The next 32 miles to Lone Pine is known as the crux of the race. If you can run here, you will do well. Micah’s crew started playing their own little mind games here as they would make every crew stop almost exactly 20 yards in front of me to remind me that Micah was still hot on my heels and I am certain to time the gap. As weird as this sounds, I actually enjoyed this and kind of looked forward to seeing their van. Their crew was super nice, so it was like I saw friendly faces twice as often on the course, plus, don’t think I can’t play my own games! I was making sure to smile and never walk in front of them to let them know I wasn’t backing down. And I figured out I could use their van stops to gather info on Micah behind me by timing how long it would take before the van would pass us again. At first it held pretty steady, but then the numbers started to grow and I knew we were gaining ground. I was euphorically delusional in here and was so amused by what I kept calling “our reverse spying” (mind you, I was going into my second night without sleep, I was more than 100 miles into the race, and I had fried my brain in 125+ weather all day). Anyway, all of these antics helped this long boring section go by faster and I actually missed Micah’s van and Michael Jimenez’s van (which was also leap-frogging us) when we finally left them for good and there was nothing else out on the roads with us. Thank goodness for my pacers or this would have been incredibly lonely! We rolled into Lone Pine in 8th place overall with a 5:56 split for those 32 miles, faster than everyone else in the race including overall winner Michele Graglia, who posted 6:00 flat and Brenda who went 6:36.
|Powerhiking in the Power Sun|
Unfortunately, the deficit was just too big from my early low to catch her. But we did have two “carrots” on the climb that kept me motivated to keep the pedal to the metal, but more than anything I was just ready to be done. We passed the two guys early and there was little fanfare after that. We didn’t have enough real estate left to catch Brenda, there was no one else on the course near us and we were definitely going to break 29 hours. My entire crew joined me for the finish as we trotted across the line together: Official Badwater finisher, 6th place, 2nd female, 28:48, with lots of hugs all around.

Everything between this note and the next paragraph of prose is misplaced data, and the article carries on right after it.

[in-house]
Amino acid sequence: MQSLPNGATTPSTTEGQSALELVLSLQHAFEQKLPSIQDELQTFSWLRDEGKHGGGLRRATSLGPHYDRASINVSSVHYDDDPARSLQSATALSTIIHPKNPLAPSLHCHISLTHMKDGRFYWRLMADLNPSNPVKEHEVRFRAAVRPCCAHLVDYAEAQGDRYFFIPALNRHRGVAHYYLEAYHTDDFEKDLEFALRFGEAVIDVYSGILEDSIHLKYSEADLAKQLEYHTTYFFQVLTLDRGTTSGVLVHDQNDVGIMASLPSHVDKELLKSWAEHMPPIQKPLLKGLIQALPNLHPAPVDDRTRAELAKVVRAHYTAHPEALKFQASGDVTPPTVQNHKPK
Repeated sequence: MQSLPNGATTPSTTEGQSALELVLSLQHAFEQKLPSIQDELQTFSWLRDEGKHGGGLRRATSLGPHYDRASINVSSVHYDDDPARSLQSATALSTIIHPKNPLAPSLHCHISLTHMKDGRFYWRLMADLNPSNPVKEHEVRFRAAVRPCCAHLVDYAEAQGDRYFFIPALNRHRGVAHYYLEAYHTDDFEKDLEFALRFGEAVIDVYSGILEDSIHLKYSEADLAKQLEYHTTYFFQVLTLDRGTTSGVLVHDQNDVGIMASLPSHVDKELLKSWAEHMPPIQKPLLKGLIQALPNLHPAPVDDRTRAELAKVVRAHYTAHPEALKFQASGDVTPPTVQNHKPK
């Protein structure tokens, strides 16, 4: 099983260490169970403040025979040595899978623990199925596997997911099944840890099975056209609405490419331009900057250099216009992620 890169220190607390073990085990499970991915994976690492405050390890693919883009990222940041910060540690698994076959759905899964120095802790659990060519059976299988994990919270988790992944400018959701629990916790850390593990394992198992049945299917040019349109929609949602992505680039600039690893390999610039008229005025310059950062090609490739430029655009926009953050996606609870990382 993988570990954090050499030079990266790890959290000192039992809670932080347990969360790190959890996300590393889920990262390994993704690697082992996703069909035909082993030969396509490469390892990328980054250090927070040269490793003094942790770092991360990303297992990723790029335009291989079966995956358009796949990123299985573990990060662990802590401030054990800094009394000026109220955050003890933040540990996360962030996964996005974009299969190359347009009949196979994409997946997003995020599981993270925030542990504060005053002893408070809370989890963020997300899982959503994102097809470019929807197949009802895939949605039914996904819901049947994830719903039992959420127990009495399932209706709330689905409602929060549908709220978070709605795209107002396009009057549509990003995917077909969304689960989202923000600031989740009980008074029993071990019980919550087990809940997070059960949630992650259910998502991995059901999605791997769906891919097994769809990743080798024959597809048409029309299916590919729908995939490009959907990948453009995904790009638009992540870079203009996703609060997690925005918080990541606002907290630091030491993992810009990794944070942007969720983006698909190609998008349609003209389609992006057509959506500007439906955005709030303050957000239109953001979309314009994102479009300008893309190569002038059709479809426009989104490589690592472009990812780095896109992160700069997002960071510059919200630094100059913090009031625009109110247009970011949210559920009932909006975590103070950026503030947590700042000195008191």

I owe a mountain of thanks to my crew, Megan Alvarado, my sister Sarah, Jimmy Dean Freeman, and Dennis Gamroth. These people were instrumental to my success in this race and they deserve every bit as much credit because this was a team effort! They basically had to participate in their own feat of endurance and put up with the same temps all while catering to my every need. Love and gratitude; I am forever in your debt!
|Team "Boot and Rally" at the finish! We did it!|
My finish allowed us to hang out with RD Chris Kostman and his crew for a bit, drive down the mountain, shower and hit the hotel hot breakfast right as it opened at 5 am - how’s that for good timing! I was too wired to sleep, but the crew crashed for several hours for some well deserved rest. Later that afternoon we went back up to the finish to honk and cheer for those still climbing the hill (then 38-41 hours into the race depending start times). We passed more than 20 runners making the climb after two full nights on the course. We enjoyed lovely weather with ice cream and beers at the top watching people finish until it started to pour with HAIL. That’s right, the mid packers had two days of scorching temps and sleep deprivation, only to be pelted by ice and flash floods at the finish! These guys and gals are serious tough-as-nails rock stars!!
After doing this race, I understand why it is so special and why people want to put themselves through this challenge. It really was the most difficult race I have ever done, but the location and the people were amazing. In fact, I would go so far to say that anyone who has finished Badwater is a Badass in my book, and not, in fact, a fucking idiot. ;)
|Flash floods on Day 2|
|Hanging at the finish with my crew to cheer on other racers|
|Nothing like an efficiency engineer (and Mom of three) to keep your team organized and act as "Team Mom!"|